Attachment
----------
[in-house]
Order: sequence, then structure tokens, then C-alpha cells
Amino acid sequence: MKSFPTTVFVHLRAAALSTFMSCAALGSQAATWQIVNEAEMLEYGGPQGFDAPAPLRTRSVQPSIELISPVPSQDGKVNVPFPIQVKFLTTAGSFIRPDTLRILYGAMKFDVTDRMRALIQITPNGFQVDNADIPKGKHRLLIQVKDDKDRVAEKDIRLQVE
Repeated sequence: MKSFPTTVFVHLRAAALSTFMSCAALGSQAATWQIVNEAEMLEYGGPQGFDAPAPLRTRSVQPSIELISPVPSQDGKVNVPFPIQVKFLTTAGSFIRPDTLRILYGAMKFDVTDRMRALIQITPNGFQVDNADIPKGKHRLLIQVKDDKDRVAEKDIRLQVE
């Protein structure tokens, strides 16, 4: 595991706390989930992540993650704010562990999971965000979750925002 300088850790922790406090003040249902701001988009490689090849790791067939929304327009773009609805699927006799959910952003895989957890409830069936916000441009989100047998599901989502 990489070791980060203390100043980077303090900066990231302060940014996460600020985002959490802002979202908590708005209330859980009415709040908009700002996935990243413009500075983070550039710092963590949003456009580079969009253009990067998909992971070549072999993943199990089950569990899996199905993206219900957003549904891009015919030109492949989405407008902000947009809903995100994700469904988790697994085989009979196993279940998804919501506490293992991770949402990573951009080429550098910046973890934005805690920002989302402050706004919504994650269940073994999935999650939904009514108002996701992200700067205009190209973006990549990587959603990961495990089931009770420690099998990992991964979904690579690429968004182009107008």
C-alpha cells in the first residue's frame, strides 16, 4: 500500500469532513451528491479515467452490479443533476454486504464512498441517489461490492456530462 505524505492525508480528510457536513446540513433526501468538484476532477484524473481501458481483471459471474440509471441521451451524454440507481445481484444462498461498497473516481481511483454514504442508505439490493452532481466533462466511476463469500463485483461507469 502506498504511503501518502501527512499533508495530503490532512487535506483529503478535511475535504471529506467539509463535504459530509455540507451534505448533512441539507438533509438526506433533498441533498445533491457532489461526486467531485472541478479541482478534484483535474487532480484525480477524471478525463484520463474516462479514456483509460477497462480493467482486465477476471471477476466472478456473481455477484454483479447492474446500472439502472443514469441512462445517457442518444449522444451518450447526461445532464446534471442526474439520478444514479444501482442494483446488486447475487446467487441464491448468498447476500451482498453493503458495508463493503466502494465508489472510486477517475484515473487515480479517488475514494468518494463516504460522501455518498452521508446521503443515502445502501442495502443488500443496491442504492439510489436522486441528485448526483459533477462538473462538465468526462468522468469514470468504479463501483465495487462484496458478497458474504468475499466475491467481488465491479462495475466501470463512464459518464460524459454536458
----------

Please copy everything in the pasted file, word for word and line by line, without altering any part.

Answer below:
[in-house]
Order: sequence, then structure tokens, then C-alpha cells
Amino acid sequence: MKSFPTTVFVHLRAAALSTFMSCAALGSQAATWQIVNEAEMLEYGGPQGFDAPAPLRTRSVQPSIELISPVPSQDGKVNVPFPIQVKFLTTAGSFIRPDTLRILYGAMKFDVTDRMRALIQITPNGFQVDNADIPKGKHRLLIQVKDDKDRVAEKDIRLQVE
Repeated sequence: MKSFPTTVFVHLRAAALSTFMSCAALGSQAATWQIVNEAEMLEYGGPQGFDAPAPLRTRSVQPSIELISPVPSQDGKVNVPFPIQVKFLTTAGSFIRPDTLRILYGAMKFDVTDRMRALIQITPNGFQVDNADIPKGKHRLLIQVKDDKDRVAEKDIRLQVE
């Protein structure tokens, strides 16, 4: 595991706390989930992540993650704010562990999971965000979750925002 300088850790922790406090003040249902701001988009490689090849790791067939929304327009773009609805699927006799959910952003895989957890409830069936916000441009989100047998599901989502 990489070791980060203390100043980077303090900066990231302060940014996460600020985002959490802002979202908590708005209330859980009415709040908009700002996935990243413009500075983070550039710092963590949003456009580079969009253009990067998909992971070549072999993943199990089950569990899996199905993206219900957003549904891009015919030109492949989405407008902000947009809903995100994700469904988790697994085989009979196993279940998804919501506490293992991770949402990573951009080429550098910046973890934005805690920002989302402050706004919504994650269940073994999935999650939904009514108002996701992200700067205009190209973006990549990587959603990961495990089931009770420690099998990992991964979904690579690429968004182009107008």
C-alpha cells in the first residue's frame, strides 16, 4: 500500500469532513451528491479515467452490479443533476454486504464512498441517489461490492456530462 505524505492525508480528510457536513446540513433526501468538484476532477484524473481501458481483471459471474440509471441521451451524454440507481445481484444462498461498497473516481481511483454514504442508505439490493452532481466533462466511476463469500463485483461507469 502506498504511503501518502501527512499533508495530503490532512487535506483529503478535511475535504471529506467539509463535504459530509455540507451534505448533512441539507438533509438526506433533498441533498445533491457532489461526486467531485472541478479541482478534484483535474487532480484525480477524471478525463484520463474516462479514456483509460477497462480493467482486465477476471471477476466472478456473481455477484454483479447492474446500472439502472443514469441512462445517457442518444449522444451518450447526461445532464446534471442526474439520478444514479444501482442494483446488486447475487446467487441464491448468498447476500451482498453493503458495508463493503466502494465508489472510486477517475484515473487515480479517488475514494468518494463516504460522501455518498452521508446521503443515502445502501442495502443488500443496491442504492439510489436522486441528485448526483459533477462538473462538465468526462468522468469514470468504479463501483465495487462484496458478497458474504468475499466475491467481488465491479462495475466501470463512464459518464460524459454536458